Lil Rel Interview: Breonna Taylor Verdict, Naya Rivera, Comedy in Color

Culture

Lil Rel Howery and I are nervously laughing over the fact that no one in Atlanta seems to be taking COVID-19 seriously. “It’s almost shocking when you first get here,” he says during a recent phone call. “You’re like, ‘did I miss something?’ People look at you crazy when you got a mask on, like you’re doing too much.”

The actor and comedian is in the city to film “Vacation Friends,” a comedy he stars in with John Cena. On set, the cast is taking the pandemic extremely seriously—Howery says they’re tested three times per week. “So far so good,” he says. “I look at my results every day. People are like ‘well, if they ain’t called me, I’m guess I’m good.’ I be wanting to see mine. Make sure.”

Known for his supporting roles in films like Get Out and The Photograph, television shows such as The Carmichael Show, and a widely-acclaimed HBO comedy special last year, Howery has a string of movies waiting in the wings, including the highly anticipated film about the assassination of Black Panther Fred Hampton, Judas and the Black Messiah, starring Daniel Kaluuya and Lakeith Stanfield. Howery has also branched out to audiobooks, hosting Laugh Out Loud Presents Comedy in Color, Volume 1, released this week.

Still, like most people, especially Black Americans, even a comedian like Howery has had a hard time finding anything funny about this year. GQ spoke with him about his support of the Black Lives Matter movement, his call to defund the police, the loss of his friend Naya Rivera and more.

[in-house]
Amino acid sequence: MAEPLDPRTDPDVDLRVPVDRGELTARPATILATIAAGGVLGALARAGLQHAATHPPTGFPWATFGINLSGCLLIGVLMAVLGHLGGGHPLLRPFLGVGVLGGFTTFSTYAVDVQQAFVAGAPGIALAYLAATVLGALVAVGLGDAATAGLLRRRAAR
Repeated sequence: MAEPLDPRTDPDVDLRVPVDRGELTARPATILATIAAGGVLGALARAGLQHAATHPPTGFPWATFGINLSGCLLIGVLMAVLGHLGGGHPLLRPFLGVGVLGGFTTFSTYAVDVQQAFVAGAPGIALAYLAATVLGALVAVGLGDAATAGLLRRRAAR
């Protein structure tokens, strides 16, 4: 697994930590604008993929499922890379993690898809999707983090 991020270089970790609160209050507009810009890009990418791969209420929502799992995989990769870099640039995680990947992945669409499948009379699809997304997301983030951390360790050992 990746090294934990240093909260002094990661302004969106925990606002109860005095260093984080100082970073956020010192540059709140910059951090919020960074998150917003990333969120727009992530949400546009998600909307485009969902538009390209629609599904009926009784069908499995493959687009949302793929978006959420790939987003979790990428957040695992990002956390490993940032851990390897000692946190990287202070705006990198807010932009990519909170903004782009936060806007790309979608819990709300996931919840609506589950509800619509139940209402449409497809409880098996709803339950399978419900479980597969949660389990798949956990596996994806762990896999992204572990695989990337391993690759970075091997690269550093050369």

GQ: You’re currently in Atlanta filming Vacation Friends. What has it been like working with John Cena on this project?

Lil Rel: I think people are going to be really surprised by our comedy chemistry. Yvonne Orji is playing my fiancée. Some comedies are overthought [but] so far this is hilarious.

It’s been really good coming back [to work] after COVID. Everything’s different. Things are actually cleaner than you would think. You can’t just put your hands in the potato chips when you feel like it. I think things are a lot smoother.

When the Breonna Taylor verdict came out, I didn’t feel like working. I explained it to my director and our producers [and] now we have a grief counselor on set. I think being in this pandemic, a lot of us have been home the whole time. We’re all just getting back to work [and] our mental health is very important. I appreciate them for really understanding there’s a lot going on, especially for Black people.

You recently hosted Jimmy Kimmel Live and Kimmel said you were one of his favorite hosts. You had an eight minute monologue in which you said “Everything is just not funny right now” and talked a lot about Black Lives Matter and police brutality. What was it like using that platform to talk about something serious and shift the tone?

I try to use the platform I’m on to just be honest. That’s one of the greatest things about comedy, too. But, also, I’m a person with a heart and I’m Black in America. I saw what everybody else was doing with their monologues and, to be honest with you, I thought it was kinda weird to be like ‘let’s do jokes.’ I’m like, I don’t want to do that.

It was also tough because I come from standup. I write my own material so when I told [the writers] I didn’t want no help, I think it made everybody nervous. But this is how I got here. I can come up with eight minutes. I honestly didn’t know what I was going to say until like the night before. I was still working on it.

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